This is the second title in the Leeds Palestinian Film Festival following on from the very fine Reports on Sarah and Saleem in the Leeds International Film Festival. It testifies to the variety of Palestinian film that whilst the latter film was in part a thriller this is essentially a road movie. The journeys involve delivering invitations for a forthcoming Palestinian wedding in Nazareth [the meaning of the Palestinian title is ‘duty’]. This event is both an important traditional occasion in Palestinian culture and a regular feature in Palestinian films; notably in the pioneer feature A Wedding in Galilee (Urs al-jalil, 1987).

This new film is written and directed by Annemarie Jacir. She has written and directed a number of films; the earlier When I saw You / Lamma shoftak (2014) was set in 1967 amongst Palestinian refugees in Jordan. This was a splendid drama that I saw at a screening organised by Reel Solutions in Bradford. Her new release has already won awards including being selected as ‘Best Picture’, ‘Best Screenplay’ and ‘Best Actor’ by the Arab Critics assembled in Cannes this year.

The film works partly as a family drama and partly as a ‘bitter-sweet comedy’. The treatment of the political situation is handled with subtlety. It was shot in colour and is in Arabic with English sub-titles. It has received very good reviews; you can check out one here.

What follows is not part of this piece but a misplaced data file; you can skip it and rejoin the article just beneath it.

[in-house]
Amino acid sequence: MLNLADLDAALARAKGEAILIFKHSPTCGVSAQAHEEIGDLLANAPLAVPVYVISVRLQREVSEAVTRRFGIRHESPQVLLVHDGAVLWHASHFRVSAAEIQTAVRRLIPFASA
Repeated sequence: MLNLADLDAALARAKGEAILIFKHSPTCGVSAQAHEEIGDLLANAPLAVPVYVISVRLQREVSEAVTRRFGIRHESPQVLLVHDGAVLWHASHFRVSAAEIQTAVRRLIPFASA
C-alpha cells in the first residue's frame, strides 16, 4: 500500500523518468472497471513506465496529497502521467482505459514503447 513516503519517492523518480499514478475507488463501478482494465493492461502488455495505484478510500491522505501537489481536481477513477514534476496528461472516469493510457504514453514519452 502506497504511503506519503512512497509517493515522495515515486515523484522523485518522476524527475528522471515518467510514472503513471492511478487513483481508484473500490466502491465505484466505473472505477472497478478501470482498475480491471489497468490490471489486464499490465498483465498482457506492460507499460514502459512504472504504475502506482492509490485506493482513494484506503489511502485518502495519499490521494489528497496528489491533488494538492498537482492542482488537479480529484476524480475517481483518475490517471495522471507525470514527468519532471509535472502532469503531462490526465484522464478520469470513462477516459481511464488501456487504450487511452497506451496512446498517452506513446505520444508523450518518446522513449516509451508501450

Daughters of the Dust, (USA 1991) – Leeds Film Festival Screening

Tuesday November 12th at 1230 p.m. and Wednesday November 14th at 3. 15 p.m. at the Hyde Park Picture House.

 

The film is screening the ‘Time Frames’ series. It was directed by an Afro-American woman, Julie Dash. It is a seminal film for both the Afro-American and the USA Independent cinemas. The basic story-line follows the migration from a Georgia island by women from an isolated and creole speaking community, once enslaved on plantations, in the early 1900s. However, the film has an unconventional use of time and space and an unusual narrative voice. This enables Julie Dash and her team to provide a film that is full of vivid imagery, metaphors and symbolism. It also dramatises the clashes within Afro-American cultures between tradition and the modern.

The film is full of poetic mages whilst the dialogue is in a form of Creole. The cinematography by Arthur Jafa is particularly fine, offering sumptuous images to accompany the characters and story. It won the Cinematography Award at the Sundance Festival and the film has since been included in the Library of Congress National Film Register

The film was partly funded by PBS American Playhouse after being turned down by major studios. Unfortunately none of Dash’s subsequent productions have received proper distribution. It remains her only well-known title despite a considerable output for cinema and television.

The film could be challenging; apart from an unconventional narrative it eschews sub-titles for the Creole [mostly understandable]. But it is a rich and compelling work. The film was originally shot on 35mm in colour and standard wide screen. It has now been restored and is distributed in a digital format. Hopefully this will do justice to the original. For two decades after its initial release it was not seen at all in Britain, so this is a welcome return. The film runs 112 minutes.